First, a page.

Ideas. Stories. Community.
Play Live Radio
Next Up:
Available On Air Stations
KSJD's Spring Fund Drive is going on now! Click here to make your donation today.
chris clements

Chris Clements


Chris Clements is KSJD's news reporter. He previously covered literary arts as a reporter for The Chautauquan Daily in Chautauqua, New York, and recently graduated with a degree in English from Arizona State University. He’s passionate about all things related to journalism, music and film, especially author David Foster Wallace, jazz singer Cecile McLorin Salvant and the films of Paul Thomas Anderson.

  • Since 2017, a Mancos resident named Rosa Sabido has been facing the threat of deportation by Immigration Customs Enforcement, or ICE. Sabido – who is originally from Mexico – says she’s lived in the United States since she was 23 years old, but has had to seek sanctuary at a local church while she works to remain in her community. And a bipartisan bill to expand Coloradans’ access to prosthetic devices moved forward at the State Capitol Tuesday.
  • This summer, Mesa Verde National Park will embark on a mission to bolster the health and resilience of the Mancos River. The park will start implementing restoration efforts in the stretch of the river south of the Mancos Valley. And a bill that would expand child labor protections cleared its vote in the state House of Representatives Friday.
  • On Thursday morning, a sinkhole opened up on County Road P north of Cortez. Rob Englehart, superintendent of the county’s road and bridge department, says that the sinkhole was created from days of rain and the melting of snowmelt. And a bill to help farmers and ranchers repair their own equipment got final approval by the state Senate Thursday. The bill would require agriculture equipment manufacturers hand over parts, software, instructions, and other tools necessary for owners to make repairs.
  • The Cortez City Council has unanimously approved a plan to rewrite the city’s land use code. In order to improve affordable housing options available for those looking to move or build homes in Cortez, the city applied for a grant from the Colorado State Department of Local Affairs to fund a land use code project. And state lawmakers want oil and gas companies to conserve more water. A new bill would require companies to report their water use for increased transparency.
  • Democratic United States Senator John Hickenlooper of Colorado reintroduced legislation to protect the Dolores River earlier this month. Colorado’s other senator, Michael Bennet, joined Hickenlooper in sponsoring the Dolores River National Conservation Area and Special Management Area Act. And Governor Jared Polis signed four bills into law on Friday. That included one that will make it easier for out-of-state teachers to work in Colorado.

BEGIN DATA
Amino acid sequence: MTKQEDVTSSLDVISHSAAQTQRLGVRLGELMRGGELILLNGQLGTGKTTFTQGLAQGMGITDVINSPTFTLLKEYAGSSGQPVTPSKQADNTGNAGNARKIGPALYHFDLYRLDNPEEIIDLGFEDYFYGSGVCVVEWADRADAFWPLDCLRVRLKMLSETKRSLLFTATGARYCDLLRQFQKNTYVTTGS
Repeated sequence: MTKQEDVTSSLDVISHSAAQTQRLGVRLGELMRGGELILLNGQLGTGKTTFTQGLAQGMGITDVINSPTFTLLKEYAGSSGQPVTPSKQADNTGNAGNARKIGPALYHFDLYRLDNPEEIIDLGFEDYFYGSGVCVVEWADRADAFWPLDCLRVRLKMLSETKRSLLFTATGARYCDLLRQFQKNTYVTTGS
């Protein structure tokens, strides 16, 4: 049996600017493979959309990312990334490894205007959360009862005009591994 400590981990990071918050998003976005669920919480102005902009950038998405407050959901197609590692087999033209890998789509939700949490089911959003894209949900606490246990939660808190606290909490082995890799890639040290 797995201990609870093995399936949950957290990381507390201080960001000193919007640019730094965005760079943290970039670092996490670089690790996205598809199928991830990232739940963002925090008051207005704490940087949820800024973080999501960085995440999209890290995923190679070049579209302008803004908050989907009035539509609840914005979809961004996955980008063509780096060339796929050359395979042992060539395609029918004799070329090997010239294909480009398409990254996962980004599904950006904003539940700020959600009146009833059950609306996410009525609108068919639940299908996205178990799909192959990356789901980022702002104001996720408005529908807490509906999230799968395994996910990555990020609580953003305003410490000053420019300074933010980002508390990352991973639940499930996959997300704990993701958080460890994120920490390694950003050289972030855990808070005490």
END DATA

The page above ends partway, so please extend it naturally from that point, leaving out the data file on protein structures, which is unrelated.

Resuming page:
• The festival visited the high school as part of its 2023 "Othello" tour, and conducted workshops with theater students on improvisation, performing Shakespearean texts and fight choreography.
  • In Farmington, retired coal miners suffering from the effects of black lung disease will hold an informational meeting on opportunities for compensation and other benefits through the Department of Labor on Friday, April 7. The meetings are hosted by Orphelia Thomas, a member of the Navajo Nation and community liaison for Positive Nature Homecare, LLC.
  • In Mancos, a new program is giving students the opportunity to explore entrepreneurial endeavors while earning college credit. The Mancos Career Pathways program is led by Todd Cordrey, superintendent of the Mancos School District, and Jason Armstrong, the town’s community and economic development coordinator and local champion for the program. And a bill advancing at the State Capitol to limit the price of Epinephrine auto-injectors, or EpiPens, passed a preliminary vote in the House Tuesday.
  • A new report by Todd Cordrey, superintendent of the Mancos School District, shows that there are major issues with teacher retention and recruitment in Mancos. And bills dealing with gun waiting periods, controlled substances and school discipline are getting their first hearings Monday.
  • On Thursday, the Utah Shakespeare Festival visited Montezuma-Cortez High School to perform and lead acting workshops with students. Festival actors led workshops in improvisation, how to perform Shakespearean texts, and fight choreography. And a bill that would make it easier for out-of-state teachers to work in Colorado is one step away from Governor Jared Polis’ desk.